The link between research and the classroom, or educational evidence

Evidence involves identifying through scientific research which practices work, but also which ones do not. There is more and more interest in education.

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Evidence involves identifying through scientific research which practices work, but also which ones do not. There is more and more interest in education. A look back at some proven practices.

The use of evidence, which has been recognized since the early 1990s in the medical field, is also increasingly discussed in education, particularly since the publication in 2009 of the famous meta-analysis Visible Learning, by Australian researcher John Hattie.

In summary, according to CTREQ, the use of evidence in education "encourages the practitioner to rely on known scientific evidence to make the clinical decision which appears to be the most effective and adapted to the needs of the patient". 

We can also read, in the file Evidence and meta-analyzes in education of CTREQ, that “the original idea of the movement (…) consisted of reducing the influence of fashions or trends on the world of education, by advocating the use of practices deemed effective, ie those that work best. Initially, the evidence discourse was not addressed directly to teachers, but to educational researchers, so that they produce knowledge that can be transferred into practice. "

Evidence involves identifying the practices that work, but also those that do not. "There is a risk of slippage if we present the evidence as the truth, regardless of local variants", believes Frédéric Saussez, associate professor of the faculty of education at the University of Sherbrooke, to this effect. quoted one in a report from Quebec Science magazine. He also believes that "science should not tell politicians what to do, but what born not make ".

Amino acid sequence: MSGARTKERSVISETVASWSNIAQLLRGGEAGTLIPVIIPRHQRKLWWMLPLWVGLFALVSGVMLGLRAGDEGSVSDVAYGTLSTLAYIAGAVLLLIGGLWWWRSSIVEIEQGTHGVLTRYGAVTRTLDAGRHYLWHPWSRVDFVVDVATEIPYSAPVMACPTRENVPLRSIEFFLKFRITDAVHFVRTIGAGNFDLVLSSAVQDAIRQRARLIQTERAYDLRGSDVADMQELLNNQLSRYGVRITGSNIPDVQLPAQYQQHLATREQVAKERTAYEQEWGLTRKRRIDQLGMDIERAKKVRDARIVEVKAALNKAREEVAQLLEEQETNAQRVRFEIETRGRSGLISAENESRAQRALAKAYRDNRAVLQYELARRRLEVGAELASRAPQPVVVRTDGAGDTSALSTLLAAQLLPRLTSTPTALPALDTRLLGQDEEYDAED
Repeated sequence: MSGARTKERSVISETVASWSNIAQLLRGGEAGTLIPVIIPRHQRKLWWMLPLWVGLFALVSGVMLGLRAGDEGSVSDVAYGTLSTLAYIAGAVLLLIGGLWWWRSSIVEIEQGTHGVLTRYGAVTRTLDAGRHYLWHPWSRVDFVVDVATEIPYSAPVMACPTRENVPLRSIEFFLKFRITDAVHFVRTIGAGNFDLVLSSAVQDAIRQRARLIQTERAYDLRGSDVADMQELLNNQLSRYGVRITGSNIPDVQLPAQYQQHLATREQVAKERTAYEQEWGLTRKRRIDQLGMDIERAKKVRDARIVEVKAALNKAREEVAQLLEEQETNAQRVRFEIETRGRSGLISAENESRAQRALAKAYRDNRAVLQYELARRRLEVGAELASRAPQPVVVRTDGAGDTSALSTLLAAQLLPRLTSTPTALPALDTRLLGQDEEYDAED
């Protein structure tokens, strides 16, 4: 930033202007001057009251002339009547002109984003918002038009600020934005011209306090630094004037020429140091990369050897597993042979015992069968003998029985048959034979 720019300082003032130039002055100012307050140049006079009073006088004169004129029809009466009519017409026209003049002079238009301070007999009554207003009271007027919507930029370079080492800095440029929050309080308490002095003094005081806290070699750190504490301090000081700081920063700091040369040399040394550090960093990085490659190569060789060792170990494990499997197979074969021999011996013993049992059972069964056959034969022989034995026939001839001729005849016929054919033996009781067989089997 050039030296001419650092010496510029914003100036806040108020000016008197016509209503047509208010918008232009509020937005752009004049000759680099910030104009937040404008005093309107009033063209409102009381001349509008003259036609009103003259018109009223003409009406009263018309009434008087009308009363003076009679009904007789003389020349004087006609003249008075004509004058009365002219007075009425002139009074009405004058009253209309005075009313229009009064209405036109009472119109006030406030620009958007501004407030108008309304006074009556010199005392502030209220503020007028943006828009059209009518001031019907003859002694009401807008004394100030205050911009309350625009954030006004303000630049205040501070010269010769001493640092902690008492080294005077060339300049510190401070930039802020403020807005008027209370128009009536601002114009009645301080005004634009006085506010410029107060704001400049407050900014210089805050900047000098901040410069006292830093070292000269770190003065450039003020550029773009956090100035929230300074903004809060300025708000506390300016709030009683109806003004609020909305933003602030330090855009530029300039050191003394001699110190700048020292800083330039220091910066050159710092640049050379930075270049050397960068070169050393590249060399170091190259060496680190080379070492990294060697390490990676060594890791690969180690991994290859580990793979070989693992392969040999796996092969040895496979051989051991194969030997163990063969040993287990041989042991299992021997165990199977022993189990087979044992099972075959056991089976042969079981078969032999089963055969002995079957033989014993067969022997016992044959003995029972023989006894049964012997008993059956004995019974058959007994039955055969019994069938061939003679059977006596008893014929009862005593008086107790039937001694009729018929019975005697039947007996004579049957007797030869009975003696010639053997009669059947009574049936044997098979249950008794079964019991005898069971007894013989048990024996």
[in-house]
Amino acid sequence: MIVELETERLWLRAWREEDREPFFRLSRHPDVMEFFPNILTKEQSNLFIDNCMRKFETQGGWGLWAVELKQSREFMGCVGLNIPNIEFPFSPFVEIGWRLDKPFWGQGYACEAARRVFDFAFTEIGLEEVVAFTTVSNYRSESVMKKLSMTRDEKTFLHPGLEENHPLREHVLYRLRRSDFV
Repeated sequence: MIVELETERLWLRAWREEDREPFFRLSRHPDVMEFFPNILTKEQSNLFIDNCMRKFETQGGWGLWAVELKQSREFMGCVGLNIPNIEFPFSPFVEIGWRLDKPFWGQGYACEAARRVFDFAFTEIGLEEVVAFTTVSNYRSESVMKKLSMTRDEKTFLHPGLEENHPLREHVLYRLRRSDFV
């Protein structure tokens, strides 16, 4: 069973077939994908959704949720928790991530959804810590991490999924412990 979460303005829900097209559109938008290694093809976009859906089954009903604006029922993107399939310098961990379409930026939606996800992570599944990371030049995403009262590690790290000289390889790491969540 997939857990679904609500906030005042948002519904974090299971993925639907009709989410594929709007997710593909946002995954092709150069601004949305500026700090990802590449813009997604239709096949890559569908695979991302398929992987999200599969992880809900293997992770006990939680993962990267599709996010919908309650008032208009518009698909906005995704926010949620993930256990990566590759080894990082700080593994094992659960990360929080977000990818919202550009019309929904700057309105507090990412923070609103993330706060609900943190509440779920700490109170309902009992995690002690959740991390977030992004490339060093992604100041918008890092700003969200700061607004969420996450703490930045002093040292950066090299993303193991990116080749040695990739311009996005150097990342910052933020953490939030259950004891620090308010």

Some examples of evidence-based practices

Taking this into account at the level of classroom practices, what can evidence-based teaching represent? Here are some examples among those listed by CTREQ :

  • For each teaching day, write a plan of the intended learning objectives, rather than a plan of tasks and activities.
  • Provide learners with a basic knowledge of a concept so that they can expand on it later, by combining auditory explanation and visual mapping to make connections between pieces of information.
  • Before continuing with the teaching, make sure that the learners have understood the basics of the concept. This can be by asking students to validate their understanding among themselves. 
  • Encourage feedback: the most constructive comments are those qualifying the student's work and indicating what he can do to improve it.
  • Structure teamwork to learn with peers. 
  • Prepare the learner to choose the best strategies to use and to adjust his strategies when they do not work.

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About the Author

Maryline Barrette Dubé
Maryline Barrette Dubé
A graduate of a bachelor's degree in public communication, a “marketer” for more than 15 years, Maryline has been working to promote École branchée's activities and to publicize the organization's mandate since 2018. She is a devoted mother, an assumed epicurean. and IPA lover who, in her spare time, enjoys blog.

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